When a traveler is planning an overseas trip, there is as strong perception, often fostered by tourism websites and travel agents, that one should purchase special entry cards to facilitate local sightseeing, save money, and solve problems using public transport. One such offer Is the London Pass which is usually linked to a London transport travel card. These passes are heavily promoted, and offer free entrance to 55 attractions and free public transport for the number of days purchased. London Passes come in 1 day, three day and 6 day forms – the 6 day offering 7 days of public transport.
Value of the London Pass
Promoters list the following benefits:
Free entry to 55 famous London attractions
Substantial savings (the London Pass official website suggests up to 420 GBP) on entry fees
Free public transport
Free tube transport from Heathrow
No queuing to get tickets, thus saving time
Purchase in own currency before leaving home
Tourists will appreciate the sense of security of having it ‘all worked out’ before setting off and of dealing with familiar local travel agents. Those who don’t have a tight travel budget may find no reason to question the value-for money aspect of the purchase or to investigate alternatives.
London Pass Prices
Here are the prices of the London Pass at the time of publication (June 2010):
One Day 40 GBP
Three Day 68 GBP
Six Day 90 GBP
One Day with Travel Card 48 GBP
Three Day with Travel Card 90 GBP
Six Day with 7 Day Travel Card 137 GBP
London Passes May Not Represent Good Value for Money
The London Pass, especially tied to a public transport ticket, sounds as if it would be fantastic value and very useful. Who wouldn’t want to save 420 GBP on museum entrance fees and have the convenience of hopping on and off buses and tube trains without having to line up for tickets. There are, however, a few facts for the savvy traveler to consider.
Money Saved on London Pass Attractions Entry Fees
The visitor to London must think hard about how many of these attractions can realistically be visited over the duration of the stay. It is logical that several hours might be spent at each venue and then travel time must be added. As well, everyone has different tastes – an examination of the list of attractions offered will reveal many that may not appeal to a particular tourist. What of the queuing argument? Queues may be long in peak summer months and perhaps on some weekends, but many tourists will be visiting outside these times and can enjoy much speedier access.
What about Free London Attractions and London Sightseeing
These attractions on the London Pass list will surely vie for time with the many wonderful free London attractions. With only a day to spend in London (or even a week), the average tourist could sightsee the best of London and not spend a bean. The great museums and art galleries are totally free – The Victoria and Albert Museum, the British Museum, The Imperial War Museum, the National Gallery, the Tate Gallery, the Tate Modern, to name just a few free attractions available. As well, the famous landmarks of London are situated close to tube stations that bear their names, so sightseers can easily reach places such as Covent Garden, Fleet Street, Trafalgar Square, Leicester Square, or Tower Hill. Gaze at Buckingham Palace, watch the changing of the guard, walk along the Thames Embankment; check out Big Ben, the Houses of Parliament and Westminster Cathedral from the street.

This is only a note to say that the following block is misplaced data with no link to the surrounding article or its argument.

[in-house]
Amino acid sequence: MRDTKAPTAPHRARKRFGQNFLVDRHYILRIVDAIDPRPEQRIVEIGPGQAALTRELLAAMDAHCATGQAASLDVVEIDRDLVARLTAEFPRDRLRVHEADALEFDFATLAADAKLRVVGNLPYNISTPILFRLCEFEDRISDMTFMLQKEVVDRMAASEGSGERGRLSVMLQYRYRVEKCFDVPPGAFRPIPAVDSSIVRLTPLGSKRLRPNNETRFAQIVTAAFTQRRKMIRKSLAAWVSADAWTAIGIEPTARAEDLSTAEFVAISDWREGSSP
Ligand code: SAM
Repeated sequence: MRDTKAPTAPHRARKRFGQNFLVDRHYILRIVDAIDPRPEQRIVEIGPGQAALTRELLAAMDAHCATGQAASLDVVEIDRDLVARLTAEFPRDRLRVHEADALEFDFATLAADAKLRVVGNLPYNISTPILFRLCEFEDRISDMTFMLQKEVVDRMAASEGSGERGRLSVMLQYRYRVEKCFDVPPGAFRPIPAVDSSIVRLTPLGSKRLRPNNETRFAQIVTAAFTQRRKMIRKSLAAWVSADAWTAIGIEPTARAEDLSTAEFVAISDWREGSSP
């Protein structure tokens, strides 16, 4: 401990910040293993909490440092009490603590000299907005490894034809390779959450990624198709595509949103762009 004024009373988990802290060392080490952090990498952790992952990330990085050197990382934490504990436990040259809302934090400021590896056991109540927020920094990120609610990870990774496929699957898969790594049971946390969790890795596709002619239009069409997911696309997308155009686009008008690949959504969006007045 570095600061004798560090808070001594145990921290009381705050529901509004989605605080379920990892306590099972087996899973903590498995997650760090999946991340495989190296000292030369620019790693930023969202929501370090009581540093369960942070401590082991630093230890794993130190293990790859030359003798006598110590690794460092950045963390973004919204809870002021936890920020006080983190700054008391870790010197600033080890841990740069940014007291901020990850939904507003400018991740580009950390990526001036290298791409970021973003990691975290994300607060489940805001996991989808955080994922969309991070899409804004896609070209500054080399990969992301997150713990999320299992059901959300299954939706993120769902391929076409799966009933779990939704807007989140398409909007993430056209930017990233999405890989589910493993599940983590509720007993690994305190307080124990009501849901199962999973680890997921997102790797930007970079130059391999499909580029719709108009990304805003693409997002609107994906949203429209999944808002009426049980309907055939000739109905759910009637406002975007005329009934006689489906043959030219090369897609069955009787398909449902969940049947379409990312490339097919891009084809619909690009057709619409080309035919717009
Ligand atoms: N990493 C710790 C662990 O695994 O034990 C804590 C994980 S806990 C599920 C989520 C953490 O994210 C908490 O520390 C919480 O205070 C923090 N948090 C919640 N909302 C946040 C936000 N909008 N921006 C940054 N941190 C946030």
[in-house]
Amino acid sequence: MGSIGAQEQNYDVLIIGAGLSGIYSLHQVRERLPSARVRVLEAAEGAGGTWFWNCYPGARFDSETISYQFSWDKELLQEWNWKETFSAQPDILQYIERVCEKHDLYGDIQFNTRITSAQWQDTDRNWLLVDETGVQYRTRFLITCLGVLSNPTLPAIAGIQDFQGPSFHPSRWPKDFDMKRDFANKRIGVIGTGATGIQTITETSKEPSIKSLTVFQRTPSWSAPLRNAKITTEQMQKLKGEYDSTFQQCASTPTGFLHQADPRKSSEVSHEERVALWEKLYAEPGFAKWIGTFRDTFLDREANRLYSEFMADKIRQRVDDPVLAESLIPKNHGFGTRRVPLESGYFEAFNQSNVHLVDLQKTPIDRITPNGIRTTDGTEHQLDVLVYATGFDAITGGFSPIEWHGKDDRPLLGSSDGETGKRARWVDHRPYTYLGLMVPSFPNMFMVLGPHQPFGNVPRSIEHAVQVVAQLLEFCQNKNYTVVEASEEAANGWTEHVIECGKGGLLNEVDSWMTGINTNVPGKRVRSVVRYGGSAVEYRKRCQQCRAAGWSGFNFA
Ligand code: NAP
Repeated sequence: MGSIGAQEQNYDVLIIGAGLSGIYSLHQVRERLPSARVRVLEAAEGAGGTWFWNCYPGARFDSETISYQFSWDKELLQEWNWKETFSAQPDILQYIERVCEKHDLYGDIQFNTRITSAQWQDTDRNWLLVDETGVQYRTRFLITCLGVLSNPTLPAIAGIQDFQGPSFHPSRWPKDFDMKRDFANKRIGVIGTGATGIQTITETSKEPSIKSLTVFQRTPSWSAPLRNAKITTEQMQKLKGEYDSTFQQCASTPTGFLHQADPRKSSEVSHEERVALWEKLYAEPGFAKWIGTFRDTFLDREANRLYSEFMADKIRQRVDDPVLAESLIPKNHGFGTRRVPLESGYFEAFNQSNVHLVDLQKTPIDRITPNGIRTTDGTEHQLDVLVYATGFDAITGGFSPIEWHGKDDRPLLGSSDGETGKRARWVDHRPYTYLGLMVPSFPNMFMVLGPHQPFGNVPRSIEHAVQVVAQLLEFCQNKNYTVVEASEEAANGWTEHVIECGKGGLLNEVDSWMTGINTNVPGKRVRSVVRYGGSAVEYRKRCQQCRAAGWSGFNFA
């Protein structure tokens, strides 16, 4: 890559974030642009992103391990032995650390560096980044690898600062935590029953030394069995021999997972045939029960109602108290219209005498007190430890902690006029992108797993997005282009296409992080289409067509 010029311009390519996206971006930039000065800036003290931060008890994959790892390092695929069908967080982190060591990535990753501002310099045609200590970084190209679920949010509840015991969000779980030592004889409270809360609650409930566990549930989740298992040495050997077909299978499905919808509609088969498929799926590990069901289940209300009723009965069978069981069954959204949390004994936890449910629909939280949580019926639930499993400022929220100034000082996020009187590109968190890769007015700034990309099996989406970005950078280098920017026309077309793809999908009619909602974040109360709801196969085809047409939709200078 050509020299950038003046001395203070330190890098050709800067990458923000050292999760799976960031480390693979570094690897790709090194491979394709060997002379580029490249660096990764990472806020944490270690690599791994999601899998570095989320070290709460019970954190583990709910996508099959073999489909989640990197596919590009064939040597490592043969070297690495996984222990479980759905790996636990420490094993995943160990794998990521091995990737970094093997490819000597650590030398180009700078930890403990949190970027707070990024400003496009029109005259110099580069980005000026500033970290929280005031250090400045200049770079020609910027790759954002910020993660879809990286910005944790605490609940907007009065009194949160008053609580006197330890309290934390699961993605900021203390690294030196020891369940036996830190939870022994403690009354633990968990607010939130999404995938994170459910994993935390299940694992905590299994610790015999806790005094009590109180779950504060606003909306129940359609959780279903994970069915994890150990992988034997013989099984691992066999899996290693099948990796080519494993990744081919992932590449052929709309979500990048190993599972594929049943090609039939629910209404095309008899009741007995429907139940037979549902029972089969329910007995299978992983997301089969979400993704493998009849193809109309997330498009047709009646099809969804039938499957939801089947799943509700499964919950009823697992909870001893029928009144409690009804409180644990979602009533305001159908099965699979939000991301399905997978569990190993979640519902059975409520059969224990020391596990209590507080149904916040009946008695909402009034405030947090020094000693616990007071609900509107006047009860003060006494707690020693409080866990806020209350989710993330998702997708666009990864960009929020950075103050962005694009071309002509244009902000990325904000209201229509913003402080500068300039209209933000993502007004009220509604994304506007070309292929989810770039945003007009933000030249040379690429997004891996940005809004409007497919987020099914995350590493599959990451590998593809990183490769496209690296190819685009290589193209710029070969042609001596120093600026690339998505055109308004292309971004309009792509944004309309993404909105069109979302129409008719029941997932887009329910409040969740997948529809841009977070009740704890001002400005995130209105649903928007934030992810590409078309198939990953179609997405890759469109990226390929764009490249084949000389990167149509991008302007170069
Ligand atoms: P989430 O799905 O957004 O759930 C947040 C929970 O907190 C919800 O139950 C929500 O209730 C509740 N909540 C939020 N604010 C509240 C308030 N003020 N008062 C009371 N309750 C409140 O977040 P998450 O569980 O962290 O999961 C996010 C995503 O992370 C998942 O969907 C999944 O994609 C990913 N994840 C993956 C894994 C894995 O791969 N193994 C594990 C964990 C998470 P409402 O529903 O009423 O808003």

Doubtful Value of the London Travel Car
The Travel Card is outmoded; it was replaced by the Oyster Card as the card of choice for most Londoners. Both are readily available at stations throughout London and at numerous other venues. The Oyster Card can also be used on tube trains from Heathrow. The Travel Card is a fixed price according to the number of days required. The Oyster Card credit is easily topped up. It slices the price of bus and tube tickets and once the traveler chalks up the cost of a daily (or weekly) Travel Card, all subsequent travel is free. In other words, the Oyster Card can never cost more than a Travel Card. However, it can cost significantly less, because if used infrequently or not used for a day when the tourist chooses to tramp the streets, it costs nothing at all, while the Travel Card is pre-paid and wasted. For a complete cost comparison of the two cards, see the Suite101 article Oyster Card Versus Travel Card.
It is clear that budget conscious travelers need to look closely at how often they will use the London Pass and Travel Card and what advantage they will get from doing so. Buying an Oyster Card on the station on arrival, seeing the many free London attractions, and selecting judiciously from the attractions that have an entrance fee will undoubtedly save money.